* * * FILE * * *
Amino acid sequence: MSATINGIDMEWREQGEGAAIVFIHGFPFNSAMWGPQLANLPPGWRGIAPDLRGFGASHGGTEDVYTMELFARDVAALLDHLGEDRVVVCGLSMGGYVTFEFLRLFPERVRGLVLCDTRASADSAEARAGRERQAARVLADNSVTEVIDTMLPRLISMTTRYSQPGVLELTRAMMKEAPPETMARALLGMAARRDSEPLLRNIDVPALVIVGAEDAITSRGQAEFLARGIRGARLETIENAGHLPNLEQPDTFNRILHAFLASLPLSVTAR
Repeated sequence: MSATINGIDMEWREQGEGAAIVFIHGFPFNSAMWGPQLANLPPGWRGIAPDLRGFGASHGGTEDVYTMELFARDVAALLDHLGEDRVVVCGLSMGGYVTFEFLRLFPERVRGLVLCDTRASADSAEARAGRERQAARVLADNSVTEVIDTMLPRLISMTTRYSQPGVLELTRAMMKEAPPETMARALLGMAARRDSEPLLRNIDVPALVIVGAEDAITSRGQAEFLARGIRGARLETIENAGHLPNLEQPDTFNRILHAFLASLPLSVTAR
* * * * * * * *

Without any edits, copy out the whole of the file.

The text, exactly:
Amino acid sequence: MSATINGIDMEWREQGEGAAIVFIHGFPFNSAMWGPQLANLPPGWRGIAPDLRGFGASHGGTEDVYTMELFARDVAALLDHLGEDRVVVCGLSMGGYVTFEFLRLFPERVRGLVLCDTRASADSAEARAGRERQAARVLADNSVTEVIDTMLPRLISMTTRYSQPGVLELTRAMMKEAPPETMARALLGMAARRDSEPLLRNIDVPALVIVGAEDAITSRGQAEFLARGIRGARLETIENAGHLPNLEQPDTFNRILHAFLASLPLSVTAR
Repeated sequence: MSATINGIDMEWREQGEGAAIVFIHGFPFNSAMWGPQLANLPPGWRGIAPDLRGFGASHGGTEDVYTMELFARDVAALLDHLGEDRVVVCGLSMGGYVTFEFLRLFPERVRGLVLCDTRASADSAEARAGRERQAARVLADNSVTEVIDTMLPRLISMTTRYSQPGVLELTRAMMKEAPPETMARALLGMAARRDSEPLLRNIDVPALVIVGAEDAITSRGQAEFLARGIRGARLETIENAGHLPNLEQPDTFNRILHAFLASLPLSVTAR